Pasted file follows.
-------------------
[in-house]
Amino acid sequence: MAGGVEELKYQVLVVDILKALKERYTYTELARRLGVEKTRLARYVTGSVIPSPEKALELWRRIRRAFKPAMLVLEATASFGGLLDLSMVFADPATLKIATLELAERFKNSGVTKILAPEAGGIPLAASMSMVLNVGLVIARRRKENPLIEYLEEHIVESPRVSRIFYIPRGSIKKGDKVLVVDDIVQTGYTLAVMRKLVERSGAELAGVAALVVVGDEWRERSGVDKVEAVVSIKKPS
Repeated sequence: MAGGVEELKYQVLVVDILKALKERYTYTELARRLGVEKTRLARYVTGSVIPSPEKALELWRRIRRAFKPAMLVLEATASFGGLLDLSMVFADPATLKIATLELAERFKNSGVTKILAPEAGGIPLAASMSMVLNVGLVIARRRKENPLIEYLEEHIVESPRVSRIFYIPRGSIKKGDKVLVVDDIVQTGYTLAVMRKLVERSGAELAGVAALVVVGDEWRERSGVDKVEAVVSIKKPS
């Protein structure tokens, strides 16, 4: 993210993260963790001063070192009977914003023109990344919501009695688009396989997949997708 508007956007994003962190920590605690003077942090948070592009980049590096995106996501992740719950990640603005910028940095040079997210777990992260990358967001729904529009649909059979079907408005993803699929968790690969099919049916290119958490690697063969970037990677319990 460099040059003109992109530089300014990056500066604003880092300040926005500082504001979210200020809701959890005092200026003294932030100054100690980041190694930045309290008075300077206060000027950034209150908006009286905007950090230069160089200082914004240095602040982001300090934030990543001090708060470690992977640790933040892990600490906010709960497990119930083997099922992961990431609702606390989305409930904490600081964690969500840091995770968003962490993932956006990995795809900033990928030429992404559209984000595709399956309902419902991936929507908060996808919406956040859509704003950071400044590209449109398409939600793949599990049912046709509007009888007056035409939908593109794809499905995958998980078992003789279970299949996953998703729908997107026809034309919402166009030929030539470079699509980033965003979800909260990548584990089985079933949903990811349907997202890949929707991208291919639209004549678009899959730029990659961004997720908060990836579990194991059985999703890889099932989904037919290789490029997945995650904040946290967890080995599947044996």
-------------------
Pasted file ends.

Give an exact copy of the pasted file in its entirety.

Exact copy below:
[in-house]
Amino acid sequence: MAGGVEELKYQVLVVDILKALKERYTYTELARRLGVEKTRLARYVTGSVIPSPEKALELWRRIRRAFKPAMLVLEATASFGGLLDLSMVFADPATLKIATLELAERFKNSGVTKILAPEAGGIPLAASMSMVLNVGLVIARRRKENPLIEYLEEHIVESPRVSRIFYIPRGSIKKGDKVLVVDDIVQTGYTLAVMRKLVERSGAELAGVAALVVVGDEWRERSGVDKVEAVVSIKKPS
Repeated sequence: MAGGVEELKYQVLVVDILKALKERYTYTELARRLGVEKTRLARYVTGSVIPSPEKALELWRRIRRAFKPAMLVLEATASFGGLLDLSMVFADPATLKIATLELAERFKNSGVTKILAPEAGGIPLAASMSMVLNVGLVIARRRKENPLIEYLEEHIVESPRVSRIFYIPRGSIKKGDKVLVVDDIVQTGYTLAVMRKLVERSGAELAGVAALVVVGDEWRERSGVDKVEAVVSIKKPS
């Protein structure tokens, strides 16, 4: 993210993260963790001063070192009977914003023109990344919501009695688009396989997949997708 508007956007994003962190920590605690003077942090948070592009980049590096995106996501992740719950990640603005910028940095040079997210777990992260990358967001729904529009649909059979079907408005993803699929968790690969099919049916290119958490690697063969970037990677319990 460099040059003109992109530089300014990056500066604003880092300040926005500082504001979210200020809701959890005092200026003294932030100054100690980041190694930045309290008075300077206060000027950034209150908006009286905007950090230069160089200082914004240095602040982001300090934030990543001090708060470690992977640790933040892990600490906010709960497990119930083997099922992961990431609702606390989305409930904490600081964690969500840091995770968003962490993932956006990995795809900033990928030429992404559209984000595709399956309902419902991936929507908060996808919406956040859509704003950071400044590209449109398409939600793949599990049912046709509007009888007056035409939908593109794809499905995958998980078992003789279970299949996953998703729908997107026809034309919402166009030929030539470079699509980033965003979800909260990548584990089985079933949903990811349907997202890949929707991208291919639209004549678009899959730029990659961004997720908060990836579990194991059985999703890889099932989904037919290789490029997945995650904040946290967890080995599947044996």